As electronic consumerism increases, so does the amount of e-waste we produce. People are purchasing an overwhelming number of new smartphones, laptops, tablets and other gadgets daily, and it has caught the attention of the United Nations. Its biggest concern is the effect that e-waste, and the way we dispose of it, has on human health and the environment.
This is especially concerning in Asian countries such as China and Singapore, which are regularly used as “dumping grounds” by developed nations like Australia. According to a report by the United Nations University (UNU), the amount of e-waste in Asia has jumped 63% in five years, and so a serious warning has been issued for “nations across the region to improve recycling and disposal methods.”
Here is the dilemma – developed nations are sending e-waste, filled with valuable raw materials, to underdeveloped countries. These materials include copper, palladium, gold and silver, and so a majority of e-waste does have salvageable parts that can be reused. What Australia considers trash, is treasure to these underdeveloped countries. The problem is that most of these countries do not have the appropriate infrastructure or tools to extract the materials for good use or to improve their e-waste management programs. Australia should be concerned about our e-waste disposal practices, as it directly affects Asia’s. In Asia, discarded electronics are often recycled in cheap, unsafe “backyard factories.”
The rapid e-waste growth issue can be blamed on our obsession with purchasing new electronics so often. However, it is simply unrealistic to expect society to consume electronics any less. We rely on electronics for both work and leisure. In fact, the UNU predicts that e-waste will triple to 120 million metric tons by 2050.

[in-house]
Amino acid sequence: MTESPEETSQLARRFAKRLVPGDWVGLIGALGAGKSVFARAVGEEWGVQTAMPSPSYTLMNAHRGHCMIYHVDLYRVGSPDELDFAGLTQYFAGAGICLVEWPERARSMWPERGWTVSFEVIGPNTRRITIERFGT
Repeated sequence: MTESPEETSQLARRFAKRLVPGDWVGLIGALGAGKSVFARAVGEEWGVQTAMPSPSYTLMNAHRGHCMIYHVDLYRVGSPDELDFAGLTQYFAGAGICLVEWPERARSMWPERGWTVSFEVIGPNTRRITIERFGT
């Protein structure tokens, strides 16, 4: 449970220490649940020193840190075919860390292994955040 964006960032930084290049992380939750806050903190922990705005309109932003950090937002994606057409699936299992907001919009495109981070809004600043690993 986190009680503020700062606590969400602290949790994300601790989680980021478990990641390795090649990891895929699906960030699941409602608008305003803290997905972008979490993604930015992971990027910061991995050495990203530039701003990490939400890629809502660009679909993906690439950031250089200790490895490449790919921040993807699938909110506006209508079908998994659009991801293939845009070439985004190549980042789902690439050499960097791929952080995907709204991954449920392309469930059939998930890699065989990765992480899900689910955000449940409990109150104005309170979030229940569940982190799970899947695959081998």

Instead, our focus should be on how to safely recycle the electronics to keep up with consumerism and salvage raw materials, as well as protect the environment and health of the people recycling the e-waste. It is estimated that 20-50 million tons of e-waste is disposed globally on an annual basis, yet only 20% of this is recycled (11 Facts About E-Waste). The same study also estimates that recycling one million mobile phones will recover 16,000 kgs of copper, 350 kgs of silver, 34 kgs of gold and 15kgs of palladium.
The UNU has said that government legislation on e-waste management is crucial to secure a long-term and sustainable solution. This will hold government bodies accountable to ensure an effective system is organised to dispose of the waste properly and in safe hands. Country leaders are working to establish a secure method to do so.
One way to address the issue is to raise awareness and educate. Another way is to encourage everyday people to participate in appropriate disposal practices, to reduce the concern of people who don’t know how to, attempting to get rid of their e-waste themselves. For example, large electronic retailers often encourage customers to trade their old electronics in for a discount when purchasing new ones.
On a larger scale, The University of New South Wales has launched a world-first e-waste microfactory. Funding $16.5 million, Australia has upgraded its existing e-waste collection facilities and storage sites to accommodate to families and small businesses. Using technology developed following research at the UNSW’s Centre for Sustainable Materials Research and Technology (SMaRT Centre), this microfactory is an effective attempt to reduce the e-waste crisis in Australia, before we even consider continuing to use Asia as a “dumping ground,” where we know unsafe and improper disposal methods are taking place. NSW Minister for the Environment, Gabrielle Upton, describes the microfactory as “a NSW home-grown solution to the waste challenges facing communities all over the world.” This is a genuine attempt to reduce the rapid growth of e-waste and lessen the crisis in our own backyards.
Nationwide Waste Solutions places a high concern on effective and eco-friendly e-waste recycling practices. Our team is highly experienced and educated, and we pride ourselves on being transparent with our clients about how their e-waste is disposed of appropriately. Is your business looking for a trusted waste management company?
Contact us today on 1300 729 922 to discuss your sustainable e-waste recycling options.
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